Abraham Lincoln (Healy)

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Abraham Lincoln
George P.A. Healy - Abraham Lincoln - Google Art Project.jpg
ArtistGeorge Peter Alexander Healy
MediumOil on canvas
Dimensions187.3 cm × 141.3 cm (73.7 in × 55.6 in)
LocationState Dining Room, White House, Washington, D.C.

Abraham Lincoln is an 1869 oil-on-canvas painting by George Peter Alexander Healy of Abraham Lincoln, the 16th President of the United States.

In the painting, a contemplative Lincoln is observed alone, leaning forward in a chair, with his elbow on his knee and his head resting on his hand.[1] Lincoln's pose was inspired by Healy's 1868 painting, The Peacemakers, which depicts Lincoln and others in an historic 1865 strategy session of the Union high command, during the final days of the American Civil War.[2]


Lincoln sat for Healy in August 1864, and Healy began working on his sketches to create a portrait of Lincoln.[3] After Lincoln's assassination in April 1865, Healy conceived of The Peacemakers, which he completed in 1868. In 1869, 4 years after the assassination of Lincoln, Healy decided to create a new portrait removing the members of Lincoln's high command to focus only on Lincoln. He painted the portrait in Paris.[3]

On March 3, 1869, an act of Congress authorized the commission of a portrait of Lincoln to hang in the White House.[3] As a result, Healy sent it to Washington, hoping it would be chosen. However, Ulysses S. Grant, then the President of the United States selected a portrait painted by William F. Cogswell. Robert Todd Lincoln, Lincoln's son, purchased Healy's portrait. He said of Healy's portrait: "I have never seen a portrait of my father which is to be compared with it in any way."[3] The portrait was owned by Robert Todd Lincoln's widow, Mary Harlan Lincoln, who bequeathed it to her daughter, Mamie Lincoln Isham, with the understanding that it would be eventually given to the White House. It entered the White House collection after Isham's death in 1938.[4][3][5] It hangs in the State Dining Room of the White House.[1]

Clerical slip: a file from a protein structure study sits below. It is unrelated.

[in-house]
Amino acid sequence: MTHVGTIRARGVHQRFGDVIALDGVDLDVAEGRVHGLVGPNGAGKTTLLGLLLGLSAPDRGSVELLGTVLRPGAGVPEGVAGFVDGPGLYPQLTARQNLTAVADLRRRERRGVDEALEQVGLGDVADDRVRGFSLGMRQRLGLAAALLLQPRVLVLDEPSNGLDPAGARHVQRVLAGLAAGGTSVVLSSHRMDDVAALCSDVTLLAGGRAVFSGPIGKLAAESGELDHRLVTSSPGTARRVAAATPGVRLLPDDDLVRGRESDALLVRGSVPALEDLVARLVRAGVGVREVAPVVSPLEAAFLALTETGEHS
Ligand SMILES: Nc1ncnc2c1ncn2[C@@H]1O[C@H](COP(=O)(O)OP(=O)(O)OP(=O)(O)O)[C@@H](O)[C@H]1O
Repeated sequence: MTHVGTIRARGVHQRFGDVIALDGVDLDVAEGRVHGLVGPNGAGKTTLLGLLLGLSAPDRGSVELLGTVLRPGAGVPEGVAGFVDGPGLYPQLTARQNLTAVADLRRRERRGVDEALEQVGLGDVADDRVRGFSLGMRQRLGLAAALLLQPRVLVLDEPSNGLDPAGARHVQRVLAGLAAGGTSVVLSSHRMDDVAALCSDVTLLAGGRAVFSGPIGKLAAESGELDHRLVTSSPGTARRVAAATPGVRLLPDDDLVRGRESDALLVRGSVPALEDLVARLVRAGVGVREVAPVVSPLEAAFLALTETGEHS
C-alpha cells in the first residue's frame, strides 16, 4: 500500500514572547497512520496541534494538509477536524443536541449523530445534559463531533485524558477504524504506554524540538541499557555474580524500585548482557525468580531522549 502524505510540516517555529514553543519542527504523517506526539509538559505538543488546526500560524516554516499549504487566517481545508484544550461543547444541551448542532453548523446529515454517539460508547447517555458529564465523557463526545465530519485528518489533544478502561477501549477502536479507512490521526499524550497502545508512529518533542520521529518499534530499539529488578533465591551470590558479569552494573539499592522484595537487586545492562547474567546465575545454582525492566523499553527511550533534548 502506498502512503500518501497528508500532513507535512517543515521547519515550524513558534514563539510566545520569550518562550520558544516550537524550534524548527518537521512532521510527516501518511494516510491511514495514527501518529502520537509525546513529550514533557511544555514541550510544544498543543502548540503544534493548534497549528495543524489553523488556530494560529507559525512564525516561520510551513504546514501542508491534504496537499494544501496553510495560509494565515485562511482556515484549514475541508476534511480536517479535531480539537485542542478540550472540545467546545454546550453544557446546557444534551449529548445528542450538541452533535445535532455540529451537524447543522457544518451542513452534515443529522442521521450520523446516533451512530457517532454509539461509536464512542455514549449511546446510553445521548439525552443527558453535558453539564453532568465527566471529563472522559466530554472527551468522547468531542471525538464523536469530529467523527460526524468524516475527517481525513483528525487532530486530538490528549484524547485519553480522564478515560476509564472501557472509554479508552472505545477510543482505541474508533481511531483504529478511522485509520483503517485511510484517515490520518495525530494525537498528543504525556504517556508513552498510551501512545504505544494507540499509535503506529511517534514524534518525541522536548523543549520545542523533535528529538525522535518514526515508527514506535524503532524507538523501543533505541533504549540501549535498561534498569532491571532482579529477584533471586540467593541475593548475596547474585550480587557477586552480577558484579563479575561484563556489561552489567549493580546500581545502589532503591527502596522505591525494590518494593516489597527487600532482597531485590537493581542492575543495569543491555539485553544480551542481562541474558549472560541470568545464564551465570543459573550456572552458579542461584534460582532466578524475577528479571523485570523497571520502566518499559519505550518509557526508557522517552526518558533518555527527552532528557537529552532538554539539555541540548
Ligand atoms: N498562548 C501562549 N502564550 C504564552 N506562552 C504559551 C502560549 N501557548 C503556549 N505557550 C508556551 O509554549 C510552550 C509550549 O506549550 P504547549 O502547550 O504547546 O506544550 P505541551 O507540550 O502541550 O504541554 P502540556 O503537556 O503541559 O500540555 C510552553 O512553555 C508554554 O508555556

First Lady Lady Bird Johnson identified the painting as one of her favorites in the White House.[6] Though Richard Nixon had moved the portrait from the State Dining Room, replacing it with Palisades on the Hudson, Gerald Ford had the portrait moved back to its longstanding placement.[7]

A reproduction of the portrait hangs in the Illinois Governor's Mansion in Springfield, Illinois and the Minnesota House of Representatives chamber behind the speaker's chair.


  1. ^ a b "Nixon Gives Lincoln Portrait to Staffers". The Rock Hill Herald. December 17, 1971. Archived from the original on January 24, 2013. Retrieved January 25, 2012. CS1 maint: discouraged parameter (link)
  2. ^ Kloss, William; Bolger, Koreen (1992) [1992]. Art in the White House: a nation's pride. White House Historical Association in cooperation with the National Geographic Society. p. 156. ISBN 978-0-8109-3965-3. CS1 maint: discouraged parameter (link)
  3. ^ a b c d e "Abraham Lincoln". White House Historical Association. Archived from the original on June 26, 2010. Retrieved January 25, 2012. CS1 maint: discouraged parameter (link)
  4. ^ "Mrs. Isham Dies; Was Lincoln's Kin: Granddaughter of President a Daughter of Robert Todd Lincoln, Ex-War Secretary Owned Famous Portrait". The New York Times. November 22, 1938. Retrieved September 3, 2020. CS1 maint: discouraged parameter (link)
  5. ^ Reinhold, Dorothy (July 12, 1992). "Celebration! 200 years at 1600 Pennsylvania Avenue". Observer-Reporter. Washington, Penn. Los Angeles Daily News. p. F-7. Retrieved September 3, 2020. CS1 maint: discouraged parameter (link)
  6. ^ Cuno, John Marshall (March 3, 1965). "Art and the First Lady". The Christian Science Monitor. Retrieved January 27, 2012. CS1 maint: discouraged parameter (link)[dead link]
  7. ^ "'Lincoln Portrait' Back In Its Place". Sarasota Herald-Tribune. United Press International. September 12, 1974. p. D-1. Retrieved January 27, 2012. CS1 maint: discouraged parameter (link)